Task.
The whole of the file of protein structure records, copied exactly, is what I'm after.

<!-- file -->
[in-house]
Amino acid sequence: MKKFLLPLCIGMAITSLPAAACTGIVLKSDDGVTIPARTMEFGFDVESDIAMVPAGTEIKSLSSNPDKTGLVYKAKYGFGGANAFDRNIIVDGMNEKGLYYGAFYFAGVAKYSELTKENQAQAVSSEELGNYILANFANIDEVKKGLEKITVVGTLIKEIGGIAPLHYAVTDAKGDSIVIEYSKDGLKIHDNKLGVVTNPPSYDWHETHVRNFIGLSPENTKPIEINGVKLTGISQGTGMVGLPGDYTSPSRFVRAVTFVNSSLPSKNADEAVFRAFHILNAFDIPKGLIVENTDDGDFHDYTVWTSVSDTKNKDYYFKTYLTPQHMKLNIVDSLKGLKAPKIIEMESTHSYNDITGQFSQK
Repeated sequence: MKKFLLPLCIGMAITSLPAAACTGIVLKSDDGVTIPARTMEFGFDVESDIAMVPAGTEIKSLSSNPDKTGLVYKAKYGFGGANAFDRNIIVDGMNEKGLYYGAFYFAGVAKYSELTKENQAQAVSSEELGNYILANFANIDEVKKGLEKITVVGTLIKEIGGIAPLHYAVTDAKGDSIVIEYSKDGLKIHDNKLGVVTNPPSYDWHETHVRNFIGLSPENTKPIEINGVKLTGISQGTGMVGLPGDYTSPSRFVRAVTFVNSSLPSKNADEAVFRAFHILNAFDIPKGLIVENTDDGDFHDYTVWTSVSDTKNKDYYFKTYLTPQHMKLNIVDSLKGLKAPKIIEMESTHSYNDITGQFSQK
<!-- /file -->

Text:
[in-house]
Amino acid sequence: MKKFLLPLCIGMAITSLPAAACTGIVLKSDDGVTIPARTMEFGFDVESDIAMVPAGTEIKSLSSNPDKTGLVYKAKYGFGGANAFDRNIIVDGMNEKGLYYGAFYFAGVAKYSELTKENQAQAVSSEELGNYILANFANIDEVKKGLEKITVVGTLIKEIGGIAPLHYAVTDAKGDSIVIEYSKDGLKIHDNKLGVVTNPPSYDWHETHVRNFIGLSPENTKPIEINGVKLTGISQGTGMVGLPGDYTSPSRFVRAVTFVNSSLPSKNADEAVFRAFHILNAFDIPKGLIVENTDDGDFHDYTVWTSVSDTKNKDYYFKTYLTPQHMKLNIVDSLKGLKAPKIIEMESTHSYNDITGQFSQK
Repeated sequence: MKKFLLPLCIGMAITSLPAAACTGIVLKSDDGVTIPARTMEFGFDVESDIAMVPAGTEIKSLSSNPDKTGLVYKAKYGFGGANAFDRNIIVDGMNEKGLYYGAFYFAGVAKYSELTKENQAQAVSSEELGNYILANFANIDEVKKGLEKITVVGTLIKEIGGIAPLHYAVTDAKGDSIVIEYSKDGLKIHDNKLGVVTNPPSYDWHETHVRNFIGLSPENTKPIEINGVKLTGISQGTGMVGLPGDYTSPSRFVRAVTFVNSSLPSKNADEAVFRAFHILNAFDIPKGLIVENTDDGDFHDYTVWTSVSDTKNKDYYFKTYLTPQHMKLNIVDSLKGLKAPKIIEMESTHSYNDITGQFSQK